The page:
A mysterious first

  The first six women to reach the South Pole — on Nov. 12, 1969. From left: Pam Young, Jean Pearson, Terry Tickhill Terrell, Lois Jones, Eileen McSaveney and Kay Lindsay. Credit: U.S. Antarctic Program. The first six women to reach the South Pole — on Nov. 12, 1969. From left: Pam Young, Jean Pearson, Terry Tickhill Terrell, Lois Jones, Eileen McSaveney and Kay Lindsay. Credit: U.S. Antarctic Program.

Women sailed around the sub-Antarctic islands well before Caroline Mikkelsen or Ingrid Christensen’s journeys, usually accompanying their sailor husbands. Maori navigators are known to have traveled these waters for centuries. Although Christensen and Mikkelsen are credited with Antarctic firsts, some people think another woman may have come before. In her book “Women on the Ice,” Elizabeth Chipman, an Australian writer who visited and worked in Antarctica in the 1960s and ‘70s, writes of a woman who was shipwrecked on Campbell Island, 700 kilometers south of New Zealand, in 1835. The woman was rescued four years later by two sealing ships that then sailed farther south toward the Antarctic mainland; perhaps those on board got a glimpse of the icy continent. On the way back to England, however, one of the ships was lost at sea and she died. As the woman’s name wasn’t recorded in the log of the surviving ship, her story, and her potential first, is lost to history.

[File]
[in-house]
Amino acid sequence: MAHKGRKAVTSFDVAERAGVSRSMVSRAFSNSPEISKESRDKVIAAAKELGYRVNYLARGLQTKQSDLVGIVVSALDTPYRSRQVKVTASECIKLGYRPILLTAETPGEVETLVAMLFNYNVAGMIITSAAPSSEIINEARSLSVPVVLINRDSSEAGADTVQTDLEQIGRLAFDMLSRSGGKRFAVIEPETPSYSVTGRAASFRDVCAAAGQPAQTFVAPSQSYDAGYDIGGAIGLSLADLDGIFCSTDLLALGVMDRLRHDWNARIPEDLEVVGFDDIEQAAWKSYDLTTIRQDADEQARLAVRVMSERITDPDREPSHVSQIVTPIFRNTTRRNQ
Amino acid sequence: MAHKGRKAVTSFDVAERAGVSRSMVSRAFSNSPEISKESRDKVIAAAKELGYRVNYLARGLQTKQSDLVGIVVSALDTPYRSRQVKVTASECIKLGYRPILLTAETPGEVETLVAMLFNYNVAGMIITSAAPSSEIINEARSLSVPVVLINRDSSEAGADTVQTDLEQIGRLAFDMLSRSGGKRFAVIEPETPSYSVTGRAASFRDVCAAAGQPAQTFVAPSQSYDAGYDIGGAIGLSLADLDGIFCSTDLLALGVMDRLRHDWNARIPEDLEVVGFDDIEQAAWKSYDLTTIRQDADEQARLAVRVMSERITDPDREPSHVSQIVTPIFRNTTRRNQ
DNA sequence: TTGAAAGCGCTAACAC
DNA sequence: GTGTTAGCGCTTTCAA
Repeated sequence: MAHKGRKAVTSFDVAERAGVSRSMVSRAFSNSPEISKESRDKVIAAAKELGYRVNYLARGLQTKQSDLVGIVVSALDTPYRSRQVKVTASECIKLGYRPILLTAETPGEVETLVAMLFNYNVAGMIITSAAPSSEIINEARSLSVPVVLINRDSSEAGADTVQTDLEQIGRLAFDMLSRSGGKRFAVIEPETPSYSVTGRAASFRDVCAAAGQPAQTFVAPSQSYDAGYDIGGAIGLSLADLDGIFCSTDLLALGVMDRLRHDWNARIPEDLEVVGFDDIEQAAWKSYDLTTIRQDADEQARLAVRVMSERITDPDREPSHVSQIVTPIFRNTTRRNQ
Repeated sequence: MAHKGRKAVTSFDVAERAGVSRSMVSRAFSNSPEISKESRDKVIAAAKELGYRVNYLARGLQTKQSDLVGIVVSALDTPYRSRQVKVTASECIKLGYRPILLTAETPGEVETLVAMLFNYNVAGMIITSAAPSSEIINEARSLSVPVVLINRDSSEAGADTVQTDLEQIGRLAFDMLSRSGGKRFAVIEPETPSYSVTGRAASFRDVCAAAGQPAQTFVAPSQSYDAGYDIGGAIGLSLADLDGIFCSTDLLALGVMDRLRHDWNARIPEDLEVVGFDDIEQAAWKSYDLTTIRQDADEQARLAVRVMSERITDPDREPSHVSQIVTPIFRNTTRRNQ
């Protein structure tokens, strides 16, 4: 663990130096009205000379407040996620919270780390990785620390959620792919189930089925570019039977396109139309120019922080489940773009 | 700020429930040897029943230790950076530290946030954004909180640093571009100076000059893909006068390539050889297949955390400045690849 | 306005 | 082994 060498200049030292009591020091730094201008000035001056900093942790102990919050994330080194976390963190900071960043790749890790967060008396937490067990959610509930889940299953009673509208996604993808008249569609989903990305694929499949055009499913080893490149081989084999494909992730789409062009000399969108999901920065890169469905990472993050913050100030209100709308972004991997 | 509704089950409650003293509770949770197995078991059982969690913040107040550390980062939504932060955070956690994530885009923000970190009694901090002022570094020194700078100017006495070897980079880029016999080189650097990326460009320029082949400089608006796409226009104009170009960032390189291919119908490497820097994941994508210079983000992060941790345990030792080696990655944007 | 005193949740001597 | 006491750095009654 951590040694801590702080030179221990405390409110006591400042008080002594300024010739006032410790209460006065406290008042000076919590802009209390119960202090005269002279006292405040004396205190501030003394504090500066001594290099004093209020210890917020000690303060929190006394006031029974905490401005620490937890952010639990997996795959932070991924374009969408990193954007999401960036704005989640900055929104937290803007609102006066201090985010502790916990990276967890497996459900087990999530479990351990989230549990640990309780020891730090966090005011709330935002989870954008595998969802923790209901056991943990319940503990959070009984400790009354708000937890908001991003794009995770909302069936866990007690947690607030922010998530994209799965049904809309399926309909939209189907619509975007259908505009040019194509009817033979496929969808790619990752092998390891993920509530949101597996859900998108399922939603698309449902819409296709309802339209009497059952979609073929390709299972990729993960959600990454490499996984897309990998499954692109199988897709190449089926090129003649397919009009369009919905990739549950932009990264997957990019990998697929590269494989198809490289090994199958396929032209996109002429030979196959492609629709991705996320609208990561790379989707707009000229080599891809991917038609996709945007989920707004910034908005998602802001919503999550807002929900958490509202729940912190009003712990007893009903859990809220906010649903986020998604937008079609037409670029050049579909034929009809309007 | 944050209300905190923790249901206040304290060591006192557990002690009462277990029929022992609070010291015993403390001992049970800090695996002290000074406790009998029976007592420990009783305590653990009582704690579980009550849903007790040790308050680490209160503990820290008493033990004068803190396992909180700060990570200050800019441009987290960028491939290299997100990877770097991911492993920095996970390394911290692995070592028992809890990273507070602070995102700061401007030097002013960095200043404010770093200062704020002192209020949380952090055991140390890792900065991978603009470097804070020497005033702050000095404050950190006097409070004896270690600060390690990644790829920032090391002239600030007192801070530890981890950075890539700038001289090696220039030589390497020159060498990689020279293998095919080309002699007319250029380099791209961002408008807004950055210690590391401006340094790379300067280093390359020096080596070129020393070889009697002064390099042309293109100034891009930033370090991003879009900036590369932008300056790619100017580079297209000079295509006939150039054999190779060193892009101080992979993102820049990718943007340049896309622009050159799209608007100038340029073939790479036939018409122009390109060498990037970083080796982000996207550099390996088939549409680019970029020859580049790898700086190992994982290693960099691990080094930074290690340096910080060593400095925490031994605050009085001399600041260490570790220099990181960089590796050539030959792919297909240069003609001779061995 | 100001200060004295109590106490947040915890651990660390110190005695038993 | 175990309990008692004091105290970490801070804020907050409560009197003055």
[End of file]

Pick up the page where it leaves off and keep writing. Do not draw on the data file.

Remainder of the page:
Kate S. Zalzal

Kate Zalzal

Zalzal is a freelance writer and former editorial intern for EARTH. She holds a master's degree in geoscience from University of Massachusetts Amherst and most recently studied paleoclimatology at the University of Colorado Boulder and the University of Iceland in Reykjavik. 

Sunday, February 5, 2017 - 06:00

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